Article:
PRIONUS APPLE ROOT BORER
This is a very large beetle and very common in apple orchards of Himachal Pradesh. This beetle does not attack above ground; it feeds on the roots of the apple tree. Severe infestation of this borer can cause the death of the tree. It is a root boring insect whose larva feed on the roots of a variety of trees—often killing them. Pesticides application has been found ineffective in reducing their populations. The adults of these borers are large beetles, dark brown to almost black. Larvae of these borers are the largest of the insects that attack apple tree. They are white to yellowish in color with three pair of small legs.
Young larvae can be as long as 6 inches which makes tunnels into the soil to find tree roots. Younger larvae feed on smaller diameter roots and finally reach the tree crown as mature larvae. During summer, larvae feed at depths around 6-18 inches and in winter they descend to about 36 inches down the soil surface. The adult of prionus apple tree borer is a large beetle, ranging in size from 1- 3 inches long. Adult beetles emerge from soil in late spring and early summer and are often attracted to lights at night. Adults are red to brown in color which flies at night in search of mates and eggs are laid in the soil thereafter. In day adults hides themselves under tree debris or some organic matter. Adult females live about 7-10 days and males about 5-7 days. In summer females lay eggs on roots or in soil adjacent to roots. A single female can lay 100-200 eggs during her 15-20 day lifespan.
Prionus root borers are exclusively root borers and feed only on roots of the plants. The damage is done by larval feeding on the roots of apple tree which injure the roots resulting in decreased water and nutrient uptake. Severe infestation can directly kill the apple tree. Sandy soils appear to favor borer infestations. Borers can completely destroy young trees and make older trees more susceptible to being blown over. Infected older trees will sometimes have only one or two roots holding them in ground until blown away by wind.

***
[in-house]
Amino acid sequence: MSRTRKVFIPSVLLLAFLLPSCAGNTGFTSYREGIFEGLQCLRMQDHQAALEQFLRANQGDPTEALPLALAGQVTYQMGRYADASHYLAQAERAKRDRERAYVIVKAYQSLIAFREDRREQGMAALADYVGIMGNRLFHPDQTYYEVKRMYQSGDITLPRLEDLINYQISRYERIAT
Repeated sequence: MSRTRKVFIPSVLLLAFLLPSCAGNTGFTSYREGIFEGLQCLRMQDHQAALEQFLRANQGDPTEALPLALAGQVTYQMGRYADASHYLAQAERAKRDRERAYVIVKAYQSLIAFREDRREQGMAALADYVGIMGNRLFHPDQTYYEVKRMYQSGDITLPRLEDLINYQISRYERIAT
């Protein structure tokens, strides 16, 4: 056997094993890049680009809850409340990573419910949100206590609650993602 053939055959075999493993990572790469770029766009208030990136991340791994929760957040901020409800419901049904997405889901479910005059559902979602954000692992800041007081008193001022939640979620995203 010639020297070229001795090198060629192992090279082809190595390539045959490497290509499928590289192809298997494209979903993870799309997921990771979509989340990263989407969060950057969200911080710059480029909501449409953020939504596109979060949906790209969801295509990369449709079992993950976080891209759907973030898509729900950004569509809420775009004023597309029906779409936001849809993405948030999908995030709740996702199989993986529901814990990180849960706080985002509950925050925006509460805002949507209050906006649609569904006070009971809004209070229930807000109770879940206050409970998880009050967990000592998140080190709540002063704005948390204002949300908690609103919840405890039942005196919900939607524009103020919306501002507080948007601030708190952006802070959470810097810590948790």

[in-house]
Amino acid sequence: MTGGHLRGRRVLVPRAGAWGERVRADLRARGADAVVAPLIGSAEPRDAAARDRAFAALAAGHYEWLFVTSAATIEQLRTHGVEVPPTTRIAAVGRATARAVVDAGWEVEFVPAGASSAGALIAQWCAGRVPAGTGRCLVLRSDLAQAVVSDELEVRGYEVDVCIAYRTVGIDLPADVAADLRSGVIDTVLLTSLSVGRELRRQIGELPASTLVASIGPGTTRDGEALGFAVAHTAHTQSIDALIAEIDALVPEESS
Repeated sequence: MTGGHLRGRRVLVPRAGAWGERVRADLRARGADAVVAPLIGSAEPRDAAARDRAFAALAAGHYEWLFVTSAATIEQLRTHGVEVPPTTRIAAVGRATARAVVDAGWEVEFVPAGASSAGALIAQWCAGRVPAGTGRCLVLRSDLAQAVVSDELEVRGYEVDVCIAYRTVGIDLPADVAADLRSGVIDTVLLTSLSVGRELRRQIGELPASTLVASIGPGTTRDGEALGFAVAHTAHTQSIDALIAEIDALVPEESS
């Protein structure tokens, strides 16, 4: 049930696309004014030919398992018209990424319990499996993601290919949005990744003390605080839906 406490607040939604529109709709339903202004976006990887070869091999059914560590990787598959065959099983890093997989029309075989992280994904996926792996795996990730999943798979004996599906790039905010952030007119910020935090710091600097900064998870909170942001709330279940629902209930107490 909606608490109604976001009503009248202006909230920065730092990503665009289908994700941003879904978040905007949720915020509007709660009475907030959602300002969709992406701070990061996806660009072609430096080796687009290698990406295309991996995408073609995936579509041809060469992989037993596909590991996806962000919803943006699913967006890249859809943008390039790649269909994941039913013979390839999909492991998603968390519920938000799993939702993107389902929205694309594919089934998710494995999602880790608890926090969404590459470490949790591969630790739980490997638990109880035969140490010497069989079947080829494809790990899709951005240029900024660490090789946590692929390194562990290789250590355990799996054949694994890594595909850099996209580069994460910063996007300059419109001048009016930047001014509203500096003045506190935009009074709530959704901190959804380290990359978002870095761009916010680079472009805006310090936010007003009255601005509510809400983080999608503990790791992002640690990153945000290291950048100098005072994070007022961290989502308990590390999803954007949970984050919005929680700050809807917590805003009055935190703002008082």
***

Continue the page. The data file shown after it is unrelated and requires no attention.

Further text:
The adult beetles can be monitored with light traps. The beetles fly generally after the sunset from June to August. Larvae can be monitored by looking them in soil around a tree trunk 5-10 inches deep. The soil can be removed to search for infestations in roots. Usually, trees damaged by this borer shows signs of yellowed leaves and die-back during hot summers.
Prevention is the only way to control it. Keep your orchard clean free grass and other organic matter. This prevents the borer from hiding and making it visible to natural predators. Keep your trees in good health and prevent them from stress. Heavily infested trees that can not be recovered should be removed and burned. Adult beetles can be killed in summer by placing light traps in the orchards. Applying drench of biological insecticide like Beauveria bassiana has also been found effective.
There are no registered insecticides for prionus root borers. Systemic insecticides like Imidacloprid may help on younger larvae feeding on roots. It may not control older larvae positioned in lower trunk. Imidacloprid may suppress the larval population if used annually over years. Other insecticides like chlorpyrifos can prevent egg laying when fresh insecticidal residue is present on the lower trunk, but will not suppress larval populations on the roots. The only way is to use systemic insecticide over several years to suppress the larval population.